-h4. Localized views
+h4. Localized Views
Rails 2.3 brings one convenient feature: localized views (templates). Let's say you have a _BooksController_ in your application. Your _index_ action renders content in +app/views/books/index.html.erb+ template. When you put a _localized variant_ of this template: *+index.es.html.erb+* in the same directory, Rails will render content in this template, when the locale is set to +:es+. When the locale is set to the default locale, the generic +index.html.erb+ view will be used. (Future Rails versions may well bring this _automagic_ localization to assets in +public+, etc.)
You can make use of this feature, e.g. when working with a large amount of static content, which would be clumsy to put inside YAML or Ruby dictionaries. Bear in mind, though, that any change you would like to do later to the template must be propagated to all of them.
-h4. Organization of locale files
+h4. Organization of Locale Files
When you are using the default SimpleStore shipped with the i18n library, dictionaries are stored in plain-text files on the disc. Putting translations for all parts of your application in one file per locale could be hard to manage. You can store these files in a hierarchy which makes sense to you.
@@ -460,7 +460,7 @@ NOTE: The default locale loading mechanism in Rails does not load locale files i
Do check the "Rails i18n Wiki":http://rails-i18n.org/wiki for list of tools available for managing translations.
-h3. Overview of the I18n API features
+h3. Overview of the I18n API Features
You should have good understanding of using the i18n library now, knowing all neccessary aspects of internationalizing a basic Rails application. In the following chapters, we'll cover it's features in more depth.
@@ -471,9 +471,9 @@ Covered are features like these:
* pluralizing translations
* localizing dates, numbers, currency, etc.
-h4. Looking up translations
+h4. Looking up Translations
-h5. Basic lookup, scopes and nested keys
+h5. Basic Lookup, Scopes and Nested Keys
Translations are looked up by keys which can be both Symbols or Strings, so these calls are equivalent:
@@ -523,7 +523,7 @@ I18n.t :missing, :default => [:also_missing, 'Not here']
# => 'Not here'
</ruby>
-h5. Bulk and namespace lookup
+h5. Bulk and Namespace Lookup
To look up multiple translations at once, an array of keys can be passed:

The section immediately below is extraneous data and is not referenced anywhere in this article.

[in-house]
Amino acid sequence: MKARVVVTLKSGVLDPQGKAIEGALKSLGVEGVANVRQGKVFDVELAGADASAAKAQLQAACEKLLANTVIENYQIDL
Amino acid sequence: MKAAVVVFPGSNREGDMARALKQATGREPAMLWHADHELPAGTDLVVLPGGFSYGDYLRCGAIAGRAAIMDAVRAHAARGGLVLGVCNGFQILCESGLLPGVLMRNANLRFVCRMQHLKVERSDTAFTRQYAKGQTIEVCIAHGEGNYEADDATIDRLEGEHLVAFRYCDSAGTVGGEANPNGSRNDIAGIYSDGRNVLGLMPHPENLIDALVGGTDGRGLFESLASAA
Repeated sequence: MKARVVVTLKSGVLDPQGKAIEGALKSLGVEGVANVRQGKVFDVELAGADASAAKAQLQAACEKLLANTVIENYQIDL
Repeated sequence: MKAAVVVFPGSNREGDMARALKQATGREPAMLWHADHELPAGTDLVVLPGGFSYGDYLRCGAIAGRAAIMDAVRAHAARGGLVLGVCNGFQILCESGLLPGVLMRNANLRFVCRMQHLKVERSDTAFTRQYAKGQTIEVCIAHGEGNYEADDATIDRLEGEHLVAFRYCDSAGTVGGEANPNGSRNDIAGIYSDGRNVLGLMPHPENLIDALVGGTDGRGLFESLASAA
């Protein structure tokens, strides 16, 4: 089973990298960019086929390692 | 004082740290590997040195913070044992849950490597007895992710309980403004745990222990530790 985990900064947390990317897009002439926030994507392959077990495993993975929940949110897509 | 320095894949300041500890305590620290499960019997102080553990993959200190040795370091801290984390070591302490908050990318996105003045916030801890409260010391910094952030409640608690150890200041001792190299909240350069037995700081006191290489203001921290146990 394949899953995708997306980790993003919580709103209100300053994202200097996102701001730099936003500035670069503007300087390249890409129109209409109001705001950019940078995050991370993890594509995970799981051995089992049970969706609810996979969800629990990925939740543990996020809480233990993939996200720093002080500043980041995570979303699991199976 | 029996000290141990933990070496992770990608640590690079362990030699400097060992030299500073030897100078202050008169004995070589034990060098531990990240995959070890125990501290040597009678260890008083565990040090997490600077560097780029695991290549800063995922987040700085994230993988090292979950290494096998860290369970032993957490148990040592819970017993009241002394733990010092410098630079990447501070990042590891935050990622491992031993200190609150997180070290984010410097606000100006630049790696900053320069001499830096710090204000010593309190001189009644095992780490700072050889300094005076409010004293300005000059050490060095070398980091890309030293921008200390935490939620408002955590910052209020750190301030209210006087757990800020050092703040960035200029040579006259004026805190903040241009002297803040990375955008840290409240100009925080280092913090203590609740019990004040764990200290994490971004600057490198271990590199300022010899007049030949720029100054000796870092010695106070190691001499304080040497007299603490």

@@ -539,7 +539,7 @@ I18n.t 'activerecord.errors.messages'
# => { :inclusion => "is not included in the list", :exclusion => ... }
</ruby>
-h5. "Lazy" lookup
+h5. "Lazy" Lookup
Rails 2.3 implements a convenient way to look up the locale inside _views_. When you have the following dictionary:
@@ -595,7 +595,7 @@ I.e. the translation denoted as +:one+ is regarded as singular, the other is use
If the lookup for the key does not return a Hash suitable for pluralization, an +18n::InvalidPluralizationData+ exception is raised.
-h4. Setting and passing a locale
+h4. Setting and Passing a Locale
The locale can be either set pseudo-globally to +I18n.locale+ (which uses +Thread.current+ like, e.g., +Time.zone+) or can be passed as an option to +#translate+ and +#localize+.
@@ -620,7 +620,7 @@ I18n.l Time.now, :locale => :de
I18n.default_locale = :de
</ruby>
-h3. How to store your custom translations
+h3. How to Store your Custom Translations
The Simple backend shipped with Active Support allows you to store translations in both plain Ruby and YAML format. [2]
@@ -668,7 +668,7 @@ I18n.t :short, :scope => [:date, :formats]
Generally we recommend using YAML as a format for storing translations. There are cases, though, where you want to store Ruby lambdas as part of your locale data, e.g. for special date formats.
-h4. Translations for Active Record models
+h4. Translations for Active Record Models
You can use the methods +Model.human_name+ and +Model.human_attribute_name(attribute)+ to transparently look up translations for your model and attribute names.
@@ -687,7 +687,7 @@ en:
Then +User.human_name+ will return "Dude" and +User.human_attribute_name(:login)+ will return "Handle".
-h5. Error message scopes
+h5. Error Message Scopes
Active Record validation error messages can also be translated easily. Active Record gives you a couple of namespaces where you can place your message translations in order to provide different messages and translation for certain models, attributes, and/or validations. It also transparently takes single table inheritance into account.
@@ -739,7 +739,7 @@ activerecord.errors.messages.blank
This way you can provide special translations for various error messages at different points in your models inheritance chain and in the attributes, models, or default scopes.